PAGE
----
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A challenge of managing a virtual team is getting timely and thorough input and participation from team members. Whether it’s voicing an opinion on an internal company policy or putting in their two cents during a creative brainstorming session for a client project, not being in the same room can leave some folks out of the mix, despite your best efforts to be inclusive. One way to ensure everyone has their say — or is at least given the opportunity to provide input — is to apply some principles of crowdsourcing to internal team communications.
One of the most common definitions of crowdsourcing is “an open call to an undefined group of people.” This definition would seem to exclude a call for input to a more defined and limited group: your employees. Crowdsourcing techniques, however, leverage online technologies to “harness” the input of many and to apply that input toward getting results of some kind, so why can’t they also be applied to the people within an organization instead of without?
Some popular uses of crowdsourcing include:
- Crowd wisdom where many can contribute possible answers to questions.
- Crowd innovation where many can participate in problem-solving.
- Crowd creation where many can be part of producing something and often each participant takes a smaller piece of the whole based on their skills and abilities.
- Crowd voting where the best ideas “bubble” to the top by community review and voting.
Why not take these models and apply them to problem-solving, creative brainstorming, and creation tasks within your organization? You can even use readily available crowdsourcing technology and platforms to facilitate those processes.
Where can you go for crowdsourcing technology? Companies like Chaordix and Spigit specialize in “innovation management,” and they’ve built online tools to manage input from groups and allow for voting and other features to facilitate “crowd” participation. Even a DIY crowdsourcing system such as the one offered by Crowdtap could prove an interesting tool when the “crowd” you use for input and feedback isn’t a large random pool of unknown people but actually the folks working within your own organization.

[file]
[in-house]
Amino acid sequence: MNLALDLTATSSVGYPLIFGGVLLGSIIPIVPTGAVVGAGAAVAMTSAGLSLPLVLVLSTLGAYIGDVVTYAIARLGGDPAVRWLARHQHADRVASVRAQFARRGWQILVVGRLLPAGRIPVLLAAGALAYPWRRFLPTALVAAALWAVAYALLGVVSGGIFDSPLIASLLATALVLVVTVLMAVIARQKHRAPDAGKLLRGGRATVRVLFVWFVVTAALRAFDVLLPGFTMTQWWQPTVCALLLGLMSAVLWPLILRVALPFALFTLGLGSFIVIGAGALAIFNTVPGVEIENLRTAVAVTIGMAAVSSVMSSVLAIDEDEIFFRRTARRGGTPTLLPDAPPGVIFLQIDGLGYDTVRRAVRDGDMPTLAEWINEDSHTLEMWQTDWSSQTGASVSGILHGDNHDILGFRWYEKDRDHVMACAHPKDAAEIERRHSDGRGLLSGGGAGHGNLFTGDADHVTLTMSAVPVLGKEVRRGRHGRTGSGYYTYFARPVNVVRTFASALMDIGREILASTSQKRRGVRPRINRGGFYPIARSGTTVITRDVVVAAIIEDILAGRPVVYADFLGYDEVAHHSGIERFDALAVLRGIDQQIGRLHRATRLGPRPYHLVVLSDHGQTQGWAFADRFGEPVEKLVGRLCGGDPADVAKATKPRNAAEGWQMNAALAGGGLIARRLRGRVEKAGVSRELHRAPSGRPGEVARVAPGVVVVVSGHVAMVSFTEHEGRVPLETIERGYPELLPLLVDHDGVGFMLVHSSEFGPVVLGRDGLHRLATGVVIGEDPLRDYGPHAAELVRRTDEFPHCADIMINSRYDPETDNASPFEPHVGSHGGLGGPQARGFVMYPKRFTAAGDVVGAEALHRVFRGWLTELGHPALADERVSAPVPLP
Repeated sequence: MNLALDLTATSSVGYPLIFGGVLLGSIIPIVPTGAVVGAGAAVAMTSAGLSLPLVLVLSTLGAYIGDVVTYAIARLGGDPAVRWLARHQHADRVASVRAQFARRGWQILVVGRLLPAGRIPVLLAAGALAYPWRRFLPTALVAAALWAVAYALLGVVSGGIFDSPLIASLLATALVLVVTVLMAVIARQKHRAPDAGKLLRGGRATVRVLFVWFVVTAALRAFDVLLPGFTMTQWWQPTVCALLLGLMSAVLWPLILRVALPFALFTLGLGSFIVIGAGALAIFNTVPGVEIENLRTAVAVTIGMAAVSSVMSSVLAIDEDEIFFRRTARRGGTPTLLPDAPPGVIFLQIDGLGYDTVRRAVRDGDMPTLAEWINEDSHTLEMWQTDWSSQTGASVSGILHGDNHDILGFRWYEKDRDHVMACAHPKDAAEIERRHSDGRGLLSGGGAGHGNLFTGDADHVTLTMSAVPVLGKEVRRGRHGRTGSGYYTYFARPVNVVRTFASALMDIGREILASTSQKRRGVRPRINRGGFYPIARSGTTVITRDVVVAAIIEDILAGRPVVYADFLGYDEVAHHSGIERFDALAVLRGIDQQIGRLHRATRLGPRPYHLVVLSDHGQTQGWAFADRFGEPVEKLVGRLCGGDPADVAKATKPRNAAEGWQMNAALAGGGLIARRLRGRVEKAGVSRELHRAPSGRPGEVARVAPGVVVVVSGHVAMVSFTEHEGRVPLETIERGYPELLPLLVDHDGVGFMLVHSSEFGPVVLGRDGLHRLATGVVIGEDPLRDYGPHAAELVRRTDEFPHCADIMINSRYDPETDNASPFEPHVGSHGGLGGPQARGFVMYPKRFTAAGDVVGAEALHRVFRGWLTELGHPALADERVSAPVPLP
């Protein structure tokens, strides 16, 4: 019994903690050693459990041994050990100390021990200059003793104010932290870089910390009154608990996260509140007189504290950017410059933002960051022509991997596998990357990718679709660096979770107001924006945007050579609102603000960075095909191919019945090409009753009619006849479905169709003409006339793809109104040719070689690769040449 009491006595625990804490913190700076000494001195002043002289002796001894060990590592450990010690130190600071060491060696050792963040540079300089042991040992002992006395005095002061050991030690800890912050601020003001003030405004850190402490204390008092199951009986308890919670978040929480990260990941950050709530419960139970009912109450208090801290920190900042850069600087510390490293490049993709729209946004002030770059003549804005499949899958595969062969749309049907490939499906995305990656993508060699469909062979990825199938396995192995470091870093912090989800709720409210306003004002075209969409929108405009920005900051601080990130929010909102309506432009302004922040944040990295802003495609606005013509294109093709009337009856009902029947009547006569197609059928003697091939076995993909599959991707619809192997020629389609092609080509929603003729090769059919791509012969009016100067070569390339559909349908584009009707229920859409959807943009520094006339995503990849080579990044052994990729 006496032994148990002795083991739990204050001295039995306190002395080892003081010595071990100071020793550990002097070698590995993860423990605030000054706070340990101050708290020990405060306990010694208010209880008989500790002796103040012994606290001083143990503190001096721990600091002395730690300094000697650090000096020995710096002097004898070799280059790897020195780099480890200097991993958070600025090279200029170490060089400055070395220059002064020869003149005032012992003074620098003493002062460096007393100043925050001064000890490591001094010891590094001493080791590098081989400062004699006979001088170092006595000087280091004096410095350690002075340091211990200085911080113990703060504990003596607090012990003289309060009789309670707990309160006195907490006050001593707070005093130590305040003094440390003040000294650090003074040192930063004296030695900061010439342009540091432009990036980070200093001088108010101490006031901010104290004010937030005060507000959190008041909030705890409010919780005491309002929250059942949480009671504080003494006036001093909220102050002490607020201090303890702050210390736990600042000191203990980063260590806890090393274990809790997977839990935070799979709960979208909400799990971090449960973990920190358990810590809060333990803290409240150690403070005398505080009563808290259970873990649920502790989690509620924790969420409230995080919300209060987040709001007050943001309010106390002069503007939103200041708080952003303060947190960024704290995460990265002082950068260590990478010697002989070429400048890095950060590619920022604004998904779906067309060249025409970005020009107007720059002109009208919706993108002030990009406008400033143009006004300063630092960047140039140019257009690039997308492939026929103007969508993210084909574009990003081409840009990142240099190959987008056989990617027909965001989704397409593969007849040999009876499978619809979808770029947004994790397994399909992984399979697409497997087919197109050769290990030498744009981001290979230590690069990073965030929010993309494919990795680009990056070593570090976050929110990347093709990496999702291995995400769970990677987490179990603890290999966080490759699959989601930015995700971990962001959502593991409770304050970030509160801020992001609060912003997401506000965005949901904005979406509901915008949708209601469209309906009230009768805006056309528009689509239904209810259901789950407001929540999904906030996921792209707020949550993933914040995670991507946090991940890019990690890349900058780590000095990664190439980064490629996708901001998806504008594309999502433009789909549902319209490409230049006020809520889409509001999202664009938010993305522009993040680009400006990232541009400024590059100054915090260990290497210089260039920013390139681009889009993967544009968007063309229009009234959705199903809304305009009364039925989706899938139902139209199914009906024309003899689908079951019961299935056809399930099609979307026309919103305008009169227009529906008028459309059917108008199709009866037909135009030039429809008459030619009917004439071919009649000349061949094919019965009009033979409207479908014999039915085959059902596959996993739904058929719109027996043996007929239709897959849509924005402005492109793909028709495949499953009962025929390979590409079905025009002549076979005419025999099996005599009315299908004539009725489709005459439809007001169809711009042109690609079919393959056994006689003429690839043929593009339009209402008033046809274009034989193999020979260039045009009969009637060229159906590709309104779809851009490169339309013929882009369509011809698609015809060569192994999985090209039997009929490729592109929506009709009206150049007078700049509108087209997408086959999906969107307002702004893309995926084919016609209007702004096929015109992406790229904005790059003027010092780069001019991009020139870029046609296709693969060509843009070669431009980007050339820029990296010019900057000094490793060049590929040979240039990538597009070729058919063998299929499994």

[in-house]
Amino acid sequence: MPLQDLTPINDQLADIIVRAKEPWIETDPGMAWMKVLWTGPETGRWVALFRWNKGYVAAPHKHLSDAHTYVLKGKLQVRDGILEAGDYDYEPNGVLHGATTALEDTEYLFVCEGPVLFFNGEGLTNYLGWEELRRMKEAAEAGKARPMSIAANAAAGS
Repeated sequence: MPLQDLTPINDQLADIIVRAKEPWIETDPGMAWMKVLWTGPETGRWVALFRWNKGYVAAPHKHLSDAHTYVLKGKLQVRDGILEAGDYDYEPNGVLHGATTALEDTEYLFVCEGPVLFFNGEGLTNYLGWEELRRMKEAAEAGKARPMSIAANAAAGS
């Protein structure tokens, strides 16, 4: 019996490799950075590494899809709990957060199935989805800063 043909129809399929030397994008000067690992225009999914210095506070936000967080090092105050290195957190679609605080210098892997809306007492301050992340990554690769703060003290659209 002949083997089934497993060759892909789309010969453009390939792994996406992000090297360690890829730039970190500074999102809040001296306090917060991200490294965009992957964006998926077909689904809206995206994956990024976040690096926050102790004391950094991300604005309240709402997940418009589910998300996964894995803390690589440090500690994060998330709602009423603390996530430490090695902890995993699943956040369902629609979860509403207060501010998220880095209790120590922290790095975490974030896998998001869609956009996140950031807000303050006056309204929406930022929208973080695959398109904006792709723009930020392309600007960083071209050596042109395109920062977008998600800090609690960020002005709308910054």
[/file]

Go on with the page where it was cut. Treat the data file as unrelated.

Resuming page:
In organizations, there is a tendency for each team member to operate strictly within their department or division. In virtual teams, these divisions may be less obvious, but the silos still exist, and may even be worsened due to the lack of proximity. By using crowdsourcing tools and applying more democratic methods of soliciting crowd input, allowing for group voting of ideas, and reaching across departments for participation, you may be able to:
- Innovate more quickly because you are tapping into your team in different ways
- Identify issues and reach solutions more effectively by utilizing your team more widely
- Gain insights into your team’s talents and abilities by providing more open opportunities for participation
In some situations, crowdsourcing can take on a competitive edge in the form of a contest or competition where participants are rewarded in some way for the “best” solution — and the best solution is often not something determined by a top-down approach, but rather by the votes of the crowdsourcing community as a whole. We’ve previously written about the gamification of work; in some circumstances, applying a competitive layer to participation in problem-solving or innovation initiatives can increase motivation and stimulate better responses.
Using your team for crowdosurcing can not only help to “get things done,” it can potentially produce fresh, interesting and beneficial results.
Editor’s note: Aliza’s new book, The Complete Idiot’s Guide to Crowdsourcing, has just been published by Alpha.